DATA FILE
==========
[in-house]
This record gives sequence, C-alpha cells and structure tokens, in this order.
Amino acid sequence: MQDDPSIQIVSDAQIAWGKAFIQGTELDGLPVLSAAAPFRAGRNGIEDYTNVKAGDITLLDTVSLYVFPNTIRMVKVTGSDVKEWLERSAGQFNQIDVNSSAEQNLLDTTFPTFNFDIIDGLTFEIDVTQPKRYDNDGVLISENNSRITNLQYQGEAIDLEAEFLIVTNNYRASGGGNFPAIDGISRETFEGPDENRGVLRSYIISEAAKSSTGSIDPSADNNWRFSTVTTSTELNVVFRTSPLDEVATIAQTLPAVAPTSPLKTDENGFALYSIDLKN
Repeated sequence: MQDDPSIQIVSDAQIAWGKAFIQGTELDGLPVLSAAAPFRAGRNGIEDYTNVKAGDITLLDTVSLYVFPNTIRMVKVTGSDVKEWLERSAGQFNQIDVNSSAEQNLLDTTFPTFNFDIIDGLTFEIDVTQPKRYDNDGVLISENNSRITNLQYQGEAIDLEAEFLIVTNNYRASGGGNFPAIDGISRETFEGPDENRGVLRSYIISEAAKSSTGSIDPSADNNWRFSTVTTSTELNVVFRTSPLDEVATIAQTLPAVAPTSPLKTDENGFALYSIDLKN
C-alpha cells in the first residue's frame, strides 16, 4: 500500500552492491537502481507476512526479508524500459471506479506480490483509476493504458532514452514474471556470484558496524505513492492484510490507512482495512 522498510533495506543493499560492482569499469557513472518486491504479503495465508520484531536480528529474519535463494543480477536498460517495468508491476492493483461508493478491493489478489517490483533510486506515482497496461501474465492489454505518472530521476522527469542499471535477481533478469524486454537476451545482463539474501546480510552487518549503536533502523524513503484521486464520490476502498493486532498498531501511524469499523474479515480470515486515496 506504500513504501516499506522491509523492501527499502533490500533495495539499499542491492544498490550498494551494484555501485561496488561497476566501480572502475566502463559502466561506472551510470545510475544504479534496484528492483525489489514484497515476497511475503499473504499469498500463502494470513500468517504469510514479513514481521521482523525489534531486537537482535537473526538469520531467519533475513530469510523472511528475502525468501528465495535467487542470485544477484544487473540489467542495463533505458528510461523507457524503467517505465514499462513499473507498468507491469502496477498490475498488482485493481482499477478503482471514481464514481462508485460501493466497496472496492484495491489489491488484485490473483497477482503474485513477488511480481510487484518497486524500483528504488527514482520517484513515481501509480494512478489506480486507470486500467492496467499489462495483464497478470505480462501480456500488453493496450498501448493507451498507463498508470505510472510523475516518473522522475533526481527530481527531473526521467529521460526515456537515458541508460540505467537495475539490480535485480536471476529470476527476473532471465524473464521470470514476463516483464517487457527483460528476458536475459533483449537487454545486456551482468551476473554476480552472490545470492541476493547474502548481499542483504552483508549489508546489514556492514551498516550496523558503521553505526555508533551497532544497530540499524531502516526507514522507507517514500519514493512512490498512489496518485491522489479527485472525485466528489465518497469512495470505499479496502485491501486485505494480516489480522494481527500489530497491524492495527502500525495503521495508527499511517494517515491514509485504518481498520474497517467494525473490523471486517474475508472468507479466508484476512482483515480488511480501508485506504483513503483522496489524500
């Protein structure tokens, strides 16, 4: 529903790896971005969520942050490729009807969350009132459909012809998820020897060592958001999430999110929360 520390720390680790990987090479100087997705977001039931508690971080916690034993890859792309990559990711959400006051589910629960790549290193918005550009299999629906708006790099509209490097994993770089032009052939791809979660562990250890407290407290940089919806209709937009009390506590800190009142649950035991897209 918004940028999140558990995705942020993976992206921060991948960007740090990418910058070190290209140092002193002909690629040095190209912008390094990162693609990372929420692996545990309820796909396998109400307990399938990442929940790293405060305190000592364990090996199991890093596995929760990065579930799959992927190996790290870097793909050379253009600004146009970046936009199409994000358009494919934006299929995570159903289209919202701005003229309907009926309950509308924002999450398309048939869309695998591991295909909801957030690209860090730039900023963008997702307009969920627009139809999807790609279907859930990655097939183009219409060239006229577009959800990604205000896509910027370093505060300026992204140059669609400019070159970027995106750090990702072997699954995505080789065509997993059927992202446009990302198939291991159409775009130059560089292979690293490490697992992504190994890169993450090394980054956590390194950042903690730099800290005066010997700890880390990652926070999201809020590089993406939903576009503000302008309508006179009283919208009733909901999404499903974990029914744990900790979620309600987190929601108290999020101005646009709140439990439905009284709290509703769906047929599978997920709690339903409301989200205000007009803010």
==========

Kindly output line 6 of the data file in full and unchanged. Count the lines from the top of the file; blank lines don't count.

């Protein structure tokens, strides 16, 4: 529903790896971005969520942050490729009807969350009132459909012809998820020897060592958001999430999110929360 520390720390680790990987090479100087997705977001039931508690971080916690034993890859792309990559990711959400006051589910629960790549290193918005550009299999629906708006790099509209490097994993770089032009052939791809979660562990250890407290407290940089919806209709937009009390506590800190009142649950035991897209 918004940028999140558990995705942020993976992206921060991948960007740090990418910058070190290209140092002193002909690629040095190209912008390094990162693609990372929420692996545990309820796909396998109400307990399938990442929940790293405060305190000592364990090996199991890093596995929760990065579930799959992927190996790290870097793909050379253009600004146009970046936009199409994000358009494919934006299929995570159903289209919202701005003229309907009926309950509308924002999450398309048939869309695998591991295909909801957030690209860090730039900023963008997702307009969920627009139809999807790609279907859930990655097939183009219409060239006229577009959800990604205000896509910027370093505060300026992204140059669609400019070159970027995106750090990702072997699954995505080789065509997993059927992202446009990302198939291991159409775009130059560089292979690293490490697992992504190994890169993450090394980054956590390194950042903690730099800290005066010997700890880390990652926070999201809020590089993406939903576009503000302008309508006179009283919208009733909901999404499903974990029914744990900790979620309600987190929601108290999020101005646009709140439990439905009284709290509703769906047929599978997920709690339903409301989200205000007009803010």